Time-series Forecasting using Conv1D-LSTM : Multiple timesteps into future.

  • The Conv1D layers smoothens out the input time-series so we don’t have to add the rolling mean or rolling standard deviation values in the input features.
  • LSTMs can model problems with multiple input variables. We need to give a 3D input vector as the input shape of the LSTM.
  • This adds a great benefit in time series forecasting, where classical linear methods can be difficult to adapt to multivariate or multiple input forecasting problems (A side note here for multivariate forecasting — keep in mind that when we use multivariate data for forecasting, then we also need “future multi-variate” input data to predict the future outcome!…to mitigate this we have two methods discussed below.)
  • Flexibility to use several combinations of seq2seq LSTM models to forecast time-series — many to one model(useful when we want to predict at the current timestep given all the previous inputs), many to many model (useful when we want to predict multiple future time steps at once given all the previous inputs) and several other variations on these.
  • Iterated Forecasting or Auto-regressive method: Create a look-back window containing the previous time steps to predict the value at the current step and then make a prediction. Now, add back the current prediction into the window to make prediction at the next time step and so on. This method is relatively easier but adds the cummulative error at every time step and the predictions are not very accurate.
  • Direct Forecasting or Single-shot predictions: Create a look-back window containing the previous time steps to predict the value into the future. Here, we are using the “K” step forecast method.The value of “K”, that means the number of time steps we want to predict into future should be given in advance
K- step Forecast into the future.
# Read the data
df = pd.read_csv('/content/sample_data/household_power_consumption.txt',
parse_dates={'dt' : ['Date', 'Time']},
sep=";", infer_datetime_format=True,
low_memory=False, na_values=['nan','?'], index_col='dt')
# The first five lines of df is shown below
# we use "dataset_train_actual" for plotting in the end.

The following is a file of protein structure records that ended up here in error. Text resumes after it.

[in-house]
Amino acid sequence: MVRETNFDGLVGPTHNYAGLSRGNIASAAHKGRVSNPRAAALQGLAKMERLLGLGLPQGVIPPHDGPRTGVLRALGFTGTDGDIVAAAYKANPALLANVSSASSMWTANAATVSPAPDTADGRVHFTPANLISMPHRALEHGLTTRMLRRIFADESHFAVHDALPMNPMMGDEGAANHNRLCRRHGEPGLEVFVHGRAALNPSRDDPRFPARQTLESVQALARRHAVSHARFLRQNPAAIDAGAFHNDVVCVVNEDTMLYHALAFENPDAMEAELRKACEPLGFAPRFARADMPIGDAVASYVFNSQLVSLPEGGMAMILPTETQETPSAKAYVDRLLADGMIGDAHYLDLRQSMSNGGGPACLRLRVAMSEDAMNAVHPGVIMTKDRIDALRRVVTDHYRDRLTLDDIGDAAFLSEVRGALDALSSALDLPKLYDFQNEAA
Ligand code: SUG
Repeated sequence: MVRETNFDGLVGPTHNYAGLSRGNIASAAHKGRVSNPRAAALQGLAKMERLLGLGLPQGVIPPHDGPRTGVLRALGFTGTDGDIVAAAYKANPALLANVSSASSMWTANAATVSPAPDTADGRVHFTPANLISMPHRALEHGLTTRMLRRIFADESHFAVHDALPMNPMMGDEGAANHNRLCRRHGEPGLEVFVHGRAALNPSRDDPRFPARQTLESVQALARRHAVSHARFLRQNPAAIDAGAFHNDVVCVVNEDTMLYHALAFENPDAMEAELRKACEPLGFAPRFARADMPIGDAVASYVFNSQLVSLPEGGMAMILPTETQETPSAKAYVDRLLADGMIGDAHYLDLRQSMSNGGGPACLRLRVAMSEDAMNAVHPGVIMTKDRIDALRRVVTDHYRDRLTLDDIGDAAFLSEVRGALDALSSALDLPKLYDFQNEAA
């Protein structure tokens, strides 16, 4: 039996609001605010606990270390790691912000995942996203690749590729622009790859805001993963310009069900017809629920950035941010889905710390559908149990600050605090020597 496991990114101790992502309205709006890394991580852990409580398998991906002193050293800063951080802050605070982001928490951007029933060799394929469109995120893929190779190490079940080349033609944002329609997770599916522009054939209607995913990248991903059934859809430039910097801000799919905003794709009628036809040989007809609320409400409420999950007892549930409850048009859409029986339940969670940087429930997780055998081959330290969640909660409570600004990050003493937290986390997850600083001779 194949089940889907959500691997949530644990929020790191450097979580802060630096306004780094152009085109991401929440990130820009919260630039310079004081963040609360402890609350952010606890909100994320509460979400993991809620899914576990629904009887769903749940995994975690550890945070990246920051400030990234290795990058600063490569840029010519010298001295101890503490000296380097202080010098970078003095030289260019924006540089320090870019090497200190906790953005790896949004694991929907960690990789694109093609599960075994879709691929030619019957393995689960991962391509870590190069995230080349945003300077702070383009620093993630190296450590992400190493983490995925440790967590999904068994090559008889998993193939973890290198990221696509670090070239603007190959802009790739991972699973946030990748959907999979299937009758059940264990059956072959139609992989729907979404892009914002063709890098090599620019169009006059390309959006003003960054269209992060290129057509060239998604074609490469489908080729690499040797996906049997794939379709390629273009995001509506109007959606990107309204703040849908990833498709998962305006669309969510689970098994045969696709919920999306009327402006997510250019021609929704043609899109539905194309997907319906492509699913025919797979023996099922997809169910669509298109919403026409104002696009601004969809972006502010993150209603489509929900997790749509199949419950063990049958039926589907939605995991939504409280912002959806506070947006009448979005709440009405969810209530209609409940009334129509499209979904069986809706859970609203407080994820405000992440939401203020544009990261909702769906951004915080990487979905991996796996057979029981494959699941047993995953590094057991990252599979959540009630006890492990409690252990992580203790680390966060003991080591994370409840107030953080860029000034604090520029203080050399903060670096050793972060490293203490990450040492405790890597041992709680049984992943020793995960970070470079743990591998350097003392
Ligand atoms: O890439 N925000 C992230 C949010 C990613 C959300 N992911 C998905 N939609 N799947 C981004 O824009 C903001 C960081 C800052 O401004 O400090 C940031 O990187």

dataset_train_actual = df.copy()
# create "dataset_train for further processing
dataset_train = df.copy()
First five lines of dataframe “df”.
# Select features (columns) to be involved intro training and predictionsdataset_train = dataset_train.reset_index()cols = list(dataset_train)[1:8]# Extract dates (will be used in visualization)
datelist_train = list(dataset_train['dt'])
datelist_train = [date for date in datelist_train]
training_set = dataset_train.values
# Feature Scaling
from sklearn.preprocessing import StandardScaler
sc = StandardScaler()
training_set_scaled = sc.fit_transform(training_set)
sc_predict = StandardScaler()
sc_predict.fit_transform(training_set[:, 0:1])
# Creating a data structure with 72 timestamps and 1 outputX_train = []
y_train = []
n_future = 30 # Number of days we want to predict into the future.
n_past = 72 # Number of past days we want to use to predict future.
for i in range(n_past, len(training_set_scaled) - n_future +1):
X_train.append(training_set_scaled[i - n_past:i,
y_train.append(training_set_scaled[i+n_future-1:i+n_future, 0])
X_train, y_train = np.array(X_train), np.array(y_train)
print('X_train shape == {}.'.format(X_train.shape))
print('y_train shape == {}.'.format(y_train.shape))
model = tf.keras.models.Sequential([
tf.keras.layers.Conv1D(filters=32, kernel_size=3,
strides=1, padding="causal",
input_shape=[None, 7]),

tf.keras.layers.Bidirectional(tf.keras.layers.LSTM(32, return_sequences=True)),
tf.keras.layers.Bidirectional(tf.keras.layers.LSTM(32, return_sequences=False)),
tf.keras.layers.Lambda(lambda x: x * 200)])
# lr_schedule = tf.keras.callbacks.LearningRateScheduler(
# lambda epoch: 1e-8 * 10**(epoch / 20))
optimizer = tf.keras.optimizers.SGD(lr=1e-5, momentum=0.9)
import matplotlib.pyplot as plt
plt.semilogx(history.history["lr"], history.history["loss"])
plt.axis([1e-8, 1e-4, 0, 30])
learning_rate vs loss plot.
# Perform predictionspredictions_future = model.predict(X_train[-n_future:])# getting predictions for training data for plotting purposepredictions_train = model.predict(X_train[n_past:])y_pred_future = sc_predict.inverse_transform(predictions_future)
y_pred_train = sc_predict.inverse_transform(predictions_train)
# Construct two different dataframes for plotting.PREDICTIONS_FUTURE = pd.DataFrame(y_pred_future, columns=['Global_active_power']).set_index(pd.Series(datelist_future))PREDICTION_TRAIN = pd.DataFrame(y_pred_train, columns=['Global_active_power']).set_index(pd.Series(datelist_train[2 * n_past + n_future -1:]))
# Set plot size
plt.rcParams['figure.figsize'] = 14, 5
# Plot parameters
# plot the target column in PREDICTIONS_FUTURE dataframeplt.plot(PREDICTIONS_FUTURE.index, PREDICTIONS_FUTURE['Global_active_power'], color='r', label='Predicted Global Active power')# plot the target column in PREDICTIONS_TRAIN dataframeplt.plot(PREDICTION_TRAIN.loc[START_DATE_FOR_PLOTTING:].index, PREDICTION_TRAIN.loc[START_DATE_FOR_PLOTTING['Global_active_power'], color='orange', label='Training predictions')# plot the target column in input dataframeplt.plot(dataset_train_actual.loc[START_DATE_FOR_PLOTTING:].index, dataset_train_actual.loc[START_DATE_FOR_PLOTTING:]['Global_active_power'], color='b', label='Actual Global Active power')plt.axvline(x = min(PREDICTIONS_FUTURE.index), color='green', linewidth=2, linestyle='--')plt.grid(which='major', color='#cccccc', alpha=0.5)plt.legend(shadow=True)plt.title('Predcitions and Acutal Global Active power values', family='Arial', fontsize=12)plt.xlabel('Timeline', family='Arial', fontsize=10)plt.ylabel('Stock Price Value', family='Arial', fontsize=10)
Actual and predicted values of Global Active power.



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